Movie Theaters and Grocery Stores fight Calorie Disclosure Rule
Movie theater chains and grocery stores may have to disclose the nutritional content of their prepared foods. As we previously posted (here and here), the Patient Protection and Affordable Care Act (“PPACA”) contains a provision that requires chain restaurants with at least 20 locations in the United States to post calorie, fat, and other nutritional information of menu items. Movie theater chains and grocery stores are currently fighting and lobbying the U.S. Food and Drug Administration (FDA) to avoid having to disclose the nutritional content of their prepared foods.
Movie theater chains argue that Congress did not mention theaters in the law and the idea of regulating movie theater chains never came up in legislative hearings. Like theaters, grocery stores are also arguing that Congress never intended to regulate supermarkets and the nutritional disclosure requirements should not apply to grocery stores. Theater chains are recommending the FDA exempt companies that get less than 35 percent of gross revenue from food sales.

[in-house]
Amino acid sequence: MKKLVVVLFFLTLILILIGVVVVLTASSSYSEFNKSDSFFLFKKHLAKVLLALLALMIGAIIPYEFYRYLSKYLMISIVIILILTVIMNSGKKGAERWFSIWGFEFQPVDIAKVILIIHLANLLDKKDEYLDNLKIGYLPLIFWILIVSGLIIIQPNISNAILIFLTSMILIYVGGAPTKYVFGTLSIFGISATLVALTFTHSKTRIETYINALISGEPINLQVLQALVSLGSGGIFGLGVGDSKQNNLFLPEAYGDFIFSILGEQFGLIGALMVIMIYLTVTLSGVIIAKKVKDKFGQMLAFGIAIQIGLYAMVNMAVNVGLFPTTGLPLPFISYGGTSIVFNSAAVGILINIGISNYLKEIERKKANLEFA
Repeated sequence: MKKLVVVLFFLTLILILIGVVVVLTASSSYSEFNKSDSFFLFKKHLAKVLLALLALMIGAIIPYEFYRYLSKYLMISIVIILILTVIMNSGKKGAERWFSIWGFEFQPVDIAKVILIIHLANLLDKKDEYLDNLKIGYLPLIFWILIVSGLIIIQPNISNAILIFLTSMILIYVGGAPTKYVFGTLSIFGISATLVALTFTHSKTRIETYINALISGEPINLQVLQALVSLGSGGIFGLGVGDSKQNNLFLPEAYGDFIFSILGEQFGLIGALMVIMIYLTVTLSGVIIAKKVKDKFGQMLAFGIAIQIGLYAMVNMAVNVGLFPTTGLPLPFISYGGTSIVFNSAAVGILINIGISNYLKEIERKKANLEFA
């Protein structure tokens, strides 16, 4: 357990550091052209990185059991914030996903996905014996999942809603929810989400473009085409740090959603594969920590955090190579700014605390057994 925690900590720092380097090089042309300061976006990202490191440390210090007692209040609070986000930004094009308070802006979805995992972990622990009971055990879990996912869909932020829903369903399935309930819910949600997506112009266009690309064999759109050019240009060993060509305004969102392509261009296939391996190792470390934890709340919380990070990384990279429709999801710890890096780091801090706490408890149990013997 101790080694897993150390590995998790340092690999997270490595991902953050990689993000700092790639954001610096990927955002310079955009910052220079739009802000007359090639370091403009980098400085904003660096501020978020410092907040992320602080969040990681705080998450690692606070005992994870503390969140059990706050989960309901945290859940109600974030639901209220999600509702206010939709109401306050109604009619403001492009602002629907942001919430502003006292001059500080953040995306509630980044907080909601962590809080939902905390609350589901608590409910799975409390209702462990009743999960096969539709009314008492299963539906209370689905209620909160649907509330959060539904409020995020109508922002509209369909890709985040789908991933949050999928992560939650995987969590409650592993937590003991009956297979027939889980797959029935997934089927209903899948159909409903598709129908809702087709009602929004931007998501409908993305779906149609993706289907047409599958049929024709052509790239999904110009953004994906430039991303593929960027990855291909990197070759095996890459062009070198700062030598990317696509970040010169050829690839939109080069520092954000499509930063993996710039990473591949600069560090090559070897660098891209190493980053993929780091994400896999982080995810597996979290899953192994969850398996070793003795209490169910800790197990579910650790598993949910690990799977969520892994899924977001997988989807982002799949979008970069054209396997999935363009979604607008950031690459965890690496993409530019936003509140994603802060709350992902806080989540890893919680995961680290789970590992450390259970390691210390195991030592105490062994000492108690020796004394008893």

Rep. Rosa DeLauro (D-Conn.) disagrees with movie theater lobbyists and insists that movie theater chains were supposed to be targeted by the mandate. Rep. DeLauro, who sponsored a food-labeling bill in the House that was incorporated into the health-care law, stated that the requirement “is meant to let people know what it is that theyre consuming.” Echoing that sentiment, Sen. Tom Harkin (D-Iowa) wanted a broad definition of retail food operations to include movie theaters and grocery stores because people often buy prepared foods at the these establishments.
The FDA is expected to issue proposed rules for nutritional disclosure in the near future. Fuerst Ittleman will continue to monitor the FDAs progress. For more information on how the nutritional disclosure rule applies to your business, please contact us at firstname.lastname@example.org.